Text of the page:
4. 4) What did you have to do to survive? In other words, how have you responded to these threats. Do you escape with alcohol, excessive work, pornography, or do you avoid social situations altogether? Do you lash out in your meaningful relationships almost as if to test your significant other's loyalty or ability to "handle you" at your worst? Does it present as nervousness, anger, depression, or compulsion? Given what has happened to you, its affect on you, and the way in which you have interpreted the threat, your reaction may be completely rational. Perhaps there is less of a need in this case to diagnose you with a disorder. Maybe as you self-reflect on your survival strategies you will have more clarity as to why you feel and behave in ways that you know aren't helping you. Now you have something concrete to present to your therapist in terms of a goal or direction you want to pursue in therapy.

  5. What are your strengths? What access to Power resources do you have? Don't forget to give yourself and your resources some credit. You may feel like the whole world is crumbling around you but you have made it this far and if you really think about it you have had daily successes in managing your distress. Who and gives you strength? Who has your back? What role do you play in the world? How did you survive the last time you felt this angry, anxious, or depressed? You are far more capable than you give yourself credit. By identifying your strengths and resources your therapist will be better informed on who you are and how you are going to work through your distress.

  6. What is your story? This is the fun part that may require an astute, non-judgmental observer in the form of a therapist. But to prepare for the construction of your life story you could reflect on meaningful memories and how they interact with your current situation. Looking at the big picture narrative of your life provides context and history to your present concerns.

I want to be clear that I'm not suggesting that answering these questions to yourself is some kind of substitute for therapy, although I do believe that self-reflection is a valuable practice for anyone whether you receive counselling or not. By pondering these questions you are more likely to have a more fruitful session with your therapist.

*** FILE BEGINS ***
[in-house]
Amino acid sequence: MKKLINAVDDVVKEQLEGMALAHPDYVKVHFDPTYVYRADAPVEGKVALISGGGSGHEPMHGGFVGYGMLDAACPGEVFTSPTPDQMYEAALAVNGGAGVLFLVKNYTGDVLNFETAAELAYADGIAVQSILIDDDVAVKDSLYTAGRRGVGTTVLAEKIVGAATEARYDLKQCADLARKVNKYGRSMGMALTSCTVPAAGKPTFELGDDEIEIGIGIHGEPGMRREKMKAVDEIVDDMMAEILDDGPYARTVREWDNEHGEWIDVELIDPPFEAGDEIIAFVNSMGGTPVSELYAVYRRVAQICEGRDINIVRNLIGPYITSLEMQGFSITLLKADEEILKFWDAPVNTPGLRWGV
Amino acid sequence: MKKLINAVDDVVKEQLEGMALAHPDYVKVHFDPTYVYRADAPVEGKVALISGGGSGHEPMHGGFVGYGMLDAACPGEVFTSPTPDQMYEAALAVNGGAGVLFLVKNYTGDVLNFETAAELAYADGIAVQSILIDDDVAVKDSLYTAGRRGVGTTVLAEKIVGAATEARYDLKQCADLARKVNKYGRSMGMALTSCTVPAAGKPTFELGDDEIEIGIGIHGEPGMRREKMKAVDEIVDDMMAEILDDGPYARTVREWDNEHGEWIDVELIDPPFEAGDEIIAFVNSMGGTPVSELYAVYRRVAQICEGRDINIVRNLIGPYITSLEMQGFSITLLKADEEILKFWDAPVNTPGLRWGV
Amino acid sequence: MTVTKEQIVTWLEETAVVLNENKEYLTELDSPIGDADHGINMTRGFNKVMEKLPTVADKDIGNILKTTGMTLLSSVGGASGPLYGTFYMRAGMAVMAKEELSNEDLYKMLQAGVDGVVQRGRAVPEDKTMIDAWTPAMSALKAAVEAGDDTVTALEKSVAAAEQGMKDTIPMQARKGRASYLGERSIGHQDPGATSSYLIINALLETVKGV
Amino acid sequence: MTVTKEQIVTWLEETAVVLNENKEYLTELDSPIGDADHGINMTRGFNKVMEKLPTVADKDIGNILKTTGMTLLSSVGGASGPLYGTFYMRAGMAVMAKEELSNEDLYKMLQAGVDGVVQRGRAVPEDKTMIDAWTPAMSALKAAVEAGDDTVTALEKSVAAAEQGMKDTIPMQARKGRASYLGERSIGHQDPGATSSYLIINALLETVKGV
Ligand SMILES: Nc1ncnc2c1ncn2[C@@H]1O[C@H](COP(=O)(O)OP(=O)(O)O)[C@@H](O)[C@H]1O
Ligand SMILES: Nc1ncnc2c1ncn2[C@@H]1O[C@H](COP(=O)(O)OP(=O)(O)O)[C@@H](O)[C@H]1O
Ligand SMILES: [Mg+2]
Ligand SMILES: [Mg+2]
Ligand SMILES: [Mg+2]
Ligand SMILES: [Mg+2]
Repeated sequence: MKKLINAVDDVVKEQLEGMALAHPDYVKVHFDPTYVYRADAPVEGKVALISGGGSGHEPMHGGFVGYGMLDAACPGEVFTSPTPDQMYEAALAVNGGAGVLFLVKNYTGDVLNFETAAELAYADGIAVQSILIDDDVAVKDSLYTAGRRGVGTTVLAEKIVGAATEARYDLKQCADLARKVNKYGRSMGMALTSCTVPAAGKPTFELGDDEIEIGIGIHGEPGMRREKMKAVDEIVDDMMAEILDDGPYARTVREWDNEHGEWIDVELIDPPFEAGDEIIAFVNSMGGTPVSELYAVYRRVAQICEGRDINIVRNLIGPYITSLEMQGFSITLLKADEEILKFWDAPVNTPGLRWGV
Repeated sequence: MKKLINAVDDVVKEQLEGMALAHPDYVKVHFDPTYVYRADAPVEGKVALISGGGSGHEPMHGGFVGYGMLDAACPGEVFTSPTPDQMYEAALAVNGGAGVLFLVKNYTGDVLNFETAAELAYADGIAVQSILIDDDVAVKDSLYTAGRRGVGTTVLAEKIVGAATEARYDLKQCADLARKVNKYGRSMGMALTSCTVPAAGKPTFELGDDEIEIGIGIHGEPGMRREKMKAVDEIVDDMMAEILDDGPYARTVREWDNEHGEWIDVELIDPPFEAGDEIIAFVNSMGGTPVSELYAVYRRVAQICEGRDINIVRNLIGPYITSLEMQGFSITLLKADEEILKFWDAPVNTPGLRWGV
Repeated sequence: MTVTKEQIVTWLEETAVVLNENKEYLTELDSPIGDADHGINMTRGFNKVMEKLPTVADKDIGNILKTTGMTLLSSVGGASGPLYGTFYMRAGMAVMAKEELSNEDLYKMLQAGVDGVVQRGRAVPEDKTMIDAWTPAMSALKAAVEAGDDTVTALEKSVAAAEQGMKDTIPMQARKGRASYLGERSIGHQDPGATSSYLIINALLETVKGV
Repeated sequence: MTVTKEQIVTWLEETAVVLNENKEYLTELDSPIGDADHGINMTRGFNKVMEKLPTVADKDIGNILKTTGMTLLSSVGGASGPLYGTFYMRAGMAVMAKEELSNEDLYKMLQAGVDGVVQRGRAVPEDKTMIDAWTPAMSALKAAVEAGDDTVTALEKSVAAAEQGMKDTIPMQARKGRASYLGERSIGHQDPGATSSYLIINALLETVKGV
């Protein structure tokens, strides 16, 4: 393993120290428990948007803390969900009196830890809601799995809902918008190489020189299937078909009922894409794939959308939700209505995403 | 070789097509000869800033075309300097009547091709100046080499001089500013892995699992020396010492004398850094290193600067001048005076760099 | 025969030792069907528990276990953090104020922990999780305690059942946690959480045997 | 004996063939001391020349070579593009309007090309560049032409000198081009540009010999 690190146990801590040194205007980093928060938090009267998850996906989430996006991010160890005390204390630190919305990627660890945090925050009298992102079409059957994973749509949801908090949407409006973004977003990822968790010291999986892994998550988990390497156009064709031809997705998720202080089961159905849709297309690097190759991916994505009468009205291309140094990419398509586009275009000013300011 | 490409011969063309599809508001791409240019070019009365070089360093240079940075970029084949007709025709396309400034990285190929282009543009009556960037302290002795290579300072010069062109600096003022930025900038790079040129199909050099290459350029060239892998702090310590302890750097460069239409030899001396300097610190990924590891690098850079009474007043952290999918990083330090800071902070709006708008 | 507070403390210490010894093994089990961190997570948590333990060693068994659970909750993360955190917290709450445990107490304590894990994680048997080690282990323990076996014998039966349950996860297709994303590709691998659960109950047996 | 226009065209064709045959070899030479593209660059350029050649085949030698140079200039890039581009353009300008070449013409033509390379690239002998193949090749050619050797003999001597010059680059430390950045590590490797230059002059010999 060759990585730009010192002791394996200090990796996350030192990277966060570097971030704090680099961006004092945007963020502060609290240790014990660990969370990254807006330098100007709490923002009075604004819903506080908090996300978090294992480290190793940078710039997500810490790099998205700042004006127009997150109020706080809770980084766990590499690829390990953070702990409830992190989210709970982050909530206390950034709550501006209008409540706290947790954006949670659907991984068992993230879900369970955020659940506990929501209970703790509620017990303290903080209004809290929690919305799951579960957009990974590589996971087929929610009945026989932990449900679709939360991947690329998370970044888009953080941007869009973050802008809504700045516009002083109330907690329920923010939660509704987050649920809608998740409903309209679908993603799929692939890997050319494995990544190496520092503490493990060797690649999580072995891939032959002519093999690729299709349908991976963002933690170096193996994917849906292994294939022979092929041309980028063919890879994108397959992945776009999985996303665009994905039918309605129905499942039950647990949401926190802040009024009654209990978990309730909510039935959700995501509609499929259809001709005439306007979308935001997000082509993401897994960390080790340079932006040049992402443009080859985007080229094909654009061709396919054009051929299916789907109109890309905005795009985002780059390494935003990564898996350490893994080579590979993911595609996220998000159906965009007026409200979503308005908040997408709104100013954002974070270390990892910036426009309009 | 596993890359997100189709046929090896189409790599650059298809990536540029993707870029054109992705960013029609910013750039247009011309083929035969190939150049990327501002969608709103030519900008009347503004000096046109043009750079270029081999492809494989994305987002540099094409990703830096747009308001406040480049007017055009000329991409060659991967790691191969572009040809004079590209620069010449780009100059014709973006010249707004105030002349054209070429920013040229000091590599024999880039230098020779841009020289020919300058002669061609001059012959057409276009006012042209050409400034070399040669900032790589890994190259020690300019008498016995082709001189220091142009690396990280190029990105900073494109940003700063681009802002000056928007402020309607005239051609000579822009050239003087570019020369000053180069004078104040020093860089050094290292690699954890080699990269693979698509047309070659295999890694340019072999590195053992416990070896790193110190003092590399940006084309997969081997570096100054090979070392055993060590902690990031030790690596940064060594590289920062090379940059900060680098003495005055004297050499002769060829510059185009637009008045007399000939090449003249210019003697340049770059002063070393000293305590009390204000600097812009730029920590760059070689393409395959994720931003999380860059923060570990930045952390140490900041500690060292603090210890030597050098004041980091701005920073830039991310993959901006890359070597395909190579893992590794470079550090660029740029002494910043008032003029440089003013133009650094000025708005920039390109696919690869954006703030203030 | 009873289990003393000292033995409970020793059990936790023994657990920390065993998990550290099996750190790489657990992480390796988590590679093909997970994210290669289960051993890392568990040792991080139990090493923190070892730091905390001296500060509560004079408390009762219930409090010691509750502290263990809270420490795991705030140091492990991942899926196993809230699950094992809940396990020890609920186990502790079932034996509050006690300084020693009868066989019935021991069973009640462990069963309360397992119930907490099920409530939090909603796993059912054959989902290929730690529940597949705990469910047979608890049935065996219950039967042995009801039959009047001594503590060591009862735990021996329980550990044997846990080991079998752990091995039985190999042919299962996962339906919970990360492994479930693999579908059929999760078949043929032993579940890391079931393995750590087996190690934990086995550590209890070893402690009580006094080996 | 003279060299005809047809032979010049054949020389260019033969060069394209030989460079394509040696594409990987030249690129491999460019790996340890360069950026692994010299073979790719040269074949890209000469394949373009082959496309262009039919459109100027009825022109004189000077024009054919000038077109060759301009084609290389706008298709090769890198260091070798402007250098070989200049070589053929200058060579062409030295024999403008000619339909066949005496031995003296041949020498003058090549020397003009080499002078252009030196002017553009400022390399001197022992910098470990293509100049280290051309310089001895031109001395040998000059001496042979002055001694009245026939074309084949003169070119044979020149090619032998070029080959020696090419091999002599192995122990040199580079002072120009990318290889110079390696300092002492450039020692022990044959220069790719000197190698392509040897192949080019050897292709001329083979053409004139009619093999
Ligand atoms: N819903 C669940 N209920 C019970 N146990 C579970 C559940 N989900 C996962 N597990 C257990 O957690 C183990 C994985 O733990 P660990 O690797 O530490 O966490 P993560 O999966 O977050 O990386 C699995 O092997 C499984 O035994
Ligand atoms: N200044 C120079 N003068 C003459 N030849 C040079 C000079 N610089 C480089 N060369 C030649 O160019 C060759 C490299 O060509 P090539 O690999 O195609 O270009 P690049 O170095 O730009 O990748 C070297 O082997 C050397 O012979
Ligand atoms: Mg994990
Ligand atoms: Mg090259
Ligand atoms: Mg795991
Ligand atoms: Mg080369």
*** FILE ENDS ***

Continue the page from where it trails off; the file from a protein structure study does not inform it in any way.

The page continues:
In addition to these questions, The British Psychological Society also released in its PTM Framework Publication a list of core human needs according to evidence gathered in their research. I thought I would add them here as well, perhaps as a checklist for you to consider before heading into a therapy session.

I've listed the core needs in question form for your self-evaluation:

  • Do you experience a sense of justice and fairness within your wider community?

  • Do you have a sense of security and belonging in your family and social groups?

  • Are you/were you safe, valued, accepted and loved in your earliest relationships with caregivers?

  • Can you meet the basic physical and material needs for yourselves and your dependents?

  • Have you formed intimate relationships and partnerships?

  • Do you feel valued and effective within family and social roles?

  • Do you experience and manage a range of emotions? 

  • Are you able to contribute, achieve and meet goals?

  • Are you able to exercise agency and control in your life?

  • Do you have a sense of hope, belief, meaning, and purpose in your life?

In theory, if you are able to answer in the affirmative to this checklist you should also then have "the conditions for [you] to be able to offer [your] children secure and loving early relationships as a basis for optimum physical, emotional, and social development and the capacity to meet their own core needs," thus starting or continuing an inter-generational legacy of wellness.


If you show up to my office with answers to these questions we are ready to dive right in!